Reviews from my book coming in, (taking a moment to brag):  Self-Publishing Review rated my book 5 stars for each of their three judged categories (appearance, editing, content) as well as overall.  In addition, the reviewer wrote a very nice narrative that talked about the various nuances and was complimentary of my style and story. 

Once sales of my book started, I earned a Bestseller badge from Amazon and began to see reviews. My first 10 reviews on Amazon were all five stars. I’m a realist and didn't expect everyone to love my book, so I knew it would change. A few days later a couple of fours appeared. No big deal, especially if you took the time to read them.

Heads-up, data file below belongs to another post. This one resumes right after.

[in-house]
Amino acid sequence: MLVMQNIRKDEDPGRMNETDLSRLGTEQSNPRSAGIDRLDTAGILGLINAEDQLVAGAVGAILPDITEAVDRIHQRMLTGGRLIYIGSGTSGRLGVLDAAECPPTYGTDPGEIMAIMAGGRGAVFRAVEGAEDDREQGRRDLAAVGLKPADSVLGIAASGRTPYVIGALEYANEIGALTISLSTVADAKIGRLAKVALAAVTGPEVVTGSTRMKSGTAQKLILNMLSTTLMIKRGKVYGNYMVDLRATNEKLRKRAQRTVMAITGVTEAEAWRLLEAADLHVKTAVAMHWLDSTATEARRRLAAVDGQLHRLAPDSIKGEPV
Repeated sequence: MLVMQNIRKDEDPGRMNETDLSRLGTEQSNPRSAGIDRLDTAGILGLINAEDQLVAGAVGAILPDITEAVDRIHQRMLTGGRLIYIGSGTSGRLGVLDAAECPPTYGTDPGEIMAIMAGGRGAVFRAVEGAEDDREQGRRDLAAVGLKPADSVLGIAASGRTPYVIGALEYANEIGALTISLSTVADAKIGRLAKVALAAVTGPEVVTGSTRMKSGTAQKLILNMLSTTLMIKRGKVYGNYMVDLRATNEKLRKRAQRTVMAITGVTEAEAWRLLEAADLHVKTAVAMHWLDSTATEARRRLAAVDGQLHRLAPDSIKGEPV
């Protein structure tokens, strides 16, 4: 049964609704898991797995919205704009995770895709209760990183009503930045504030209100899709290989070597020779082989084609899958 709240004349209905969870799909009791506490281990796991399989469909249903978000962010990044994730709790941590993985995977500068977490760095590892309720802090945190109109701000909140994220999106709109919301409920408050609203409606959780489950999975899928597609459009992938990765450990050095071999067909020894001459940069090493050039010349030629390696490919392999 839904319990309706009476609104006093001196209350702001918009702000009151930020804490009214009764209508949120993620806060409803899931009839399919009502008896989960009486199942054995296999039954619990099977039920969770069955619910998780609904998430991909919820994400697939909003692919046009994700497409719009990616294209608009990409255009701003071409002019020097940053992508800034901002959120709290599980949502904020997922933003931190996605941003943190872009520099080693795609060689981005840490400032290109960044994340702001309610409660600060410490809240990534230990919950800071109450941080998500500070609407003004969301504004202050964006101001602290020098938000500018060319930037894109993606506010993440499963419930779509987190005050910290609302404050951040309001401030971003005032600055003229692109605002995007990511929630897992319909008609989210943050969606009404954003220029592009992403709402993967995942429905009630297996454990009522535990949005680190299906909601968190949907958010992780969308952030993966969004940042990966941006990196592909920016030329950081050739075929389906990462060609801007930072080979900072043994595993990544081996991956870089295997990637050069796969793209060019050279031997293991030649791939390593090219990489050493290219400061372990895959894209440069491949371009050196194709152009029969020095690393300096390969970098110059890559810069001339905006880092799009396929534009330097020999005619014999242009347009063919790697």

One reviewer said she was uninterested because the book was set in the Middle East. Even though she spent more of her review discussing that than the book, in the end, she did say "engaging characters, perfectly choreographed action and smart dialogue delivered with practiced cadence. Despite not falling in love with the story, I know this is a well-written novel and lovers of political thrillers will eat it up." To me, it was a positive and honest at four stars. But because my book was no longer all five-star reviews, will it be left unread? I am unsure why, but the reviewer graded the book only three stars on Goodreads with the exact same narrative. Perhaps because on Goodreads three stars mean she liked it.